5. Have bricks and mortar locations? Use Google Places listings online, and use QR-codes, and LBS services offline. Make you stores and website are one seamless entity, not competing deadly enemies (seriously, I’ve seen some ecommerce sites struggle partly because instore staff refuse to advise customers to check them if the store is out-of-stock). Have a common goal across the business!
  6. Build community. It is cheaper to retain customers than attract new ones. Ensure customers come back.  Furthermore, building a community helps build brand evangelisers who will help bring more traffic by word-of-mouth.

Maybe that doesn’t sound like SEO, but that is the beast it is today. Google ranks sites based on utility, proximity, social recommendation, relevance, and trust. Optimise these things. Build it, and they will come.

And SEOs – stop whining about “not provided.” As Google personalises more and more, I heard they’re going to change that phrase to “who gives a rat’s ass!” Well, they are brash Americans, after all.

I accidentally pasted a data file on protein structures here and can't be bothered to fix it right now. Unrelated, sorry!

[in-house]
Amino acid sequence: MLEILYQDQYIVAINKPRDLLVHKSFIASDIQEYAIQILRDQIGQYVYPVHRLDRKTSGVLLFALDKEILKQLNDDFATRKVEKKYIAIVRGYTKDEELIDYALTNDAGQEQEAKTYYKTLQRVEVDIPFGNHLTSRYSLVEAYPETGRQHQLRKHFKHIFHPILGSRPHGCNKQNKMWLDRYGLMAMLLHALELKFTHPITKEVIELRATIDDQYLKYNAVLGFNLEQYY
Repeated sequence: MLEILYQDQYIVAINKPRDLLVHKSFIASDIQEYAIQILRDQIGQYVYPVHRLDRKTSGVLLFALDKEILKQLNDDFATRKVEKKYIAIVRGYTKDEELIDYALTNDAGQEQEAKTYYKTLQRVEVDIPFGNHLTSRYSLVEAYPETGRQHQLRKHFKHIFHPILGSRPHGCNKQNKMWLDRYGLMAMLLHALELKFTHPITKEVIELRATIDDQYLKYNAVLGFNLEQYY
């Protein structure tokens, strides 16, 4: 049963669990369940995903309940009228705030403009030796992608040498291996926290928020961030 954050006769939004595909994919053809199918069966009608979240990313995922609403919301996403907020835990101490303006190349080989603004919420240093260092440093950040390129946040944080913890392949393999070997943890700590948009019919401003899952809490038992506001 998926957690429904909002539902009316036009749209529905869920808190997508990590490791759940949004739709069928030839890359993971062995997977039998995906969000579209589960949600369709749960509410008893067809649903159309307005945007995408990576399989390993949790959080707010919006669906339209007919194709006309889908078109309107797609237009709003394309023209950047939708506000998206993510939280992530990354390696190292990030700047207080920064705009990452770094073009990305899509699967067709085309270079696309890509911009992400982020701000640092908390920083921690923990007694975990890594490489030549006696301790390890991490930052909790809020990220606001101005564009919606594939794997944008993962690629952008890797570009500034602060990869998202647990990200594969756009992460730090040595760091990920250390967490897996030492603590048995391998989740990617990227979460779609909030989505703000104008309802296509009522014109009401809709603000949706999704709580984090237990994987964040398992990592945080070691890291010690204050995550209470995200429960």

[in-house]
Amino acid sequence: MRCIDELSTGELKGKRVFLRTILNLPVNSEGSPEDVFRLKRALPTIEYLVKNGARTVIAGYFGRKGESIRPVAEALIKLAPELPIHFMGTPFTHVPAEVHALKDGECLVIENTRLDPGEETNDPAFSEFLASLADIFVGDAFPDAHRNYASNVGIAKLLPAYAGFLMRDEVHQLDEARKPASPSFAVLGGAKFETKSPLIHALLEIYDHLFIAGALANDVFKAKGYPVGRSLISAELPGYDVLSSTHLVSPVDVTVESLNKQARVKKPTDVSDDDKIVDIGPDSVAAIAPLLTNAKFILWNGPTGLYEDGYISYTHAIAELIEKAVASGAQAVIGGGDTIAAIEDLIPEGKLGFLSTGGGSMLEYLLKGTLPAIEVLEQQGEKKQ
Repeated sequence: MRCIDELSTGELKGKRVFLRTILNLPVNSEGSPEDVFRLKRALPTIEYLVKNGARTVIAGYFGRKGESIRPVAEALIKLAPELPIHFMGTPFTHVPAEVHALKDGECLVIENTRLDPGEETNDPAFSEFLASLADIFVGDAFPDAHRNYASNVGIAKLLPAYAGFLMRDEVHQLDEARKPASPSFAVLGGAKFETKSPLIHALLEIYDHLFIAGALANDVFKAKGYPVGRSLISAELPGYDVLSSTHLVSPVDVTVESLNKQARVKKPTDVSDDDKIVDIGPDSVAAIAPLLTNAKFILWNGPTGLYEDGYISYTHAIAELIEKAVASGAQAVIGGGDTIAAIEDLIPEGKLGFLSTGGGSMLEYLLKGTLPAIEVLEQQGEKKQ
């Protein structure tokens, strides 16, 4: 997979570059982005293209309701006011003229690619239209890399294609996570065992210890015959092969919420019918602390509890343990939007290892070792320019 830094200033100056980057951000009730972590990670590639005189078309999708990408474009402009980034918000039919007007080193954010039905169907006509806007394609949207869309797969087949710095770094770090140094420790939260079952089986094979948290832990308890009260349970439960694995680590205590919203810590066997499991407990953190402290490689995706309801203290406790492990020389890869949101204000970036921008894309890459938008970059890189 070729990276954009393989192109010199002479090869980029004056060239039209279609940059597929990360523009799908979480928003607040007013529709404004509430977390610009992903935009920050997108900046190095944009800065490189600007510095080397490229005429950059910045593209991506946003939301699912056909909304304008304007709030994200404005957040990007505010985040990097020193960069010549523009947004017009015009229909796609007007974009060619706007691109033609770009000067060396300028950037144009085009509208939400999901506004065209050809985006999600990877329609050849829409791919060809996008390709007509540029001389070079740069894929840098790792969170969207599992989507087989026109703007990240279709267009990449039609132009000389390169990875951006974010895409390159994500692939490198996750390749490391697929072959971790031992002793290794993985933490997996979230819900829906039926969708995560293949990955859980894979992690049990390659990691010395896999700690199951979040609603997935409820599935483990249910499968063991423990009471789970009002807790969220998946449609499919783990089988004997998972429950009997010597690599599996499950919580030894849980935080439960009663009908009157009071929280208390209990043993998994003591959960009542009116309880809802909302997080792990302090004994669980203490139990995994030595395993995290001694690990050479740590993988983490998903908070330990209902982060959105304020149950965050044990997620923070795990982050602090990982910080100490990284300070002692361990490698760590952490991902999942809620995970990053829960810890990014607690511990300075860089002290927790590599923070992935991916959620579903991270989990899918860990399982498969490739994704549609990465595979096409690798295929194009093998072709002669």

2 Responses to “Not Provided = Who Gives a Rat’s Ass!”

  1. Pete Gronland

    Totally agree with you, no surprise there J.

    Convincing clients on this however will take some effort, especially when they have been so focussed on where they rank in SERPS for their top terms.

    However, as ever we have to educate the clients so that they begin to understand the changes and why rankings are less important than they once were.

    You’ve reminded me of the times u & I worked into the evenings manually producing ranking reports across a silly number of engines! “those were the days”

  2. John Hughes

    Those were the days indeed. I don’t miss manually rank checking 100’s of keywords though, it has to be said!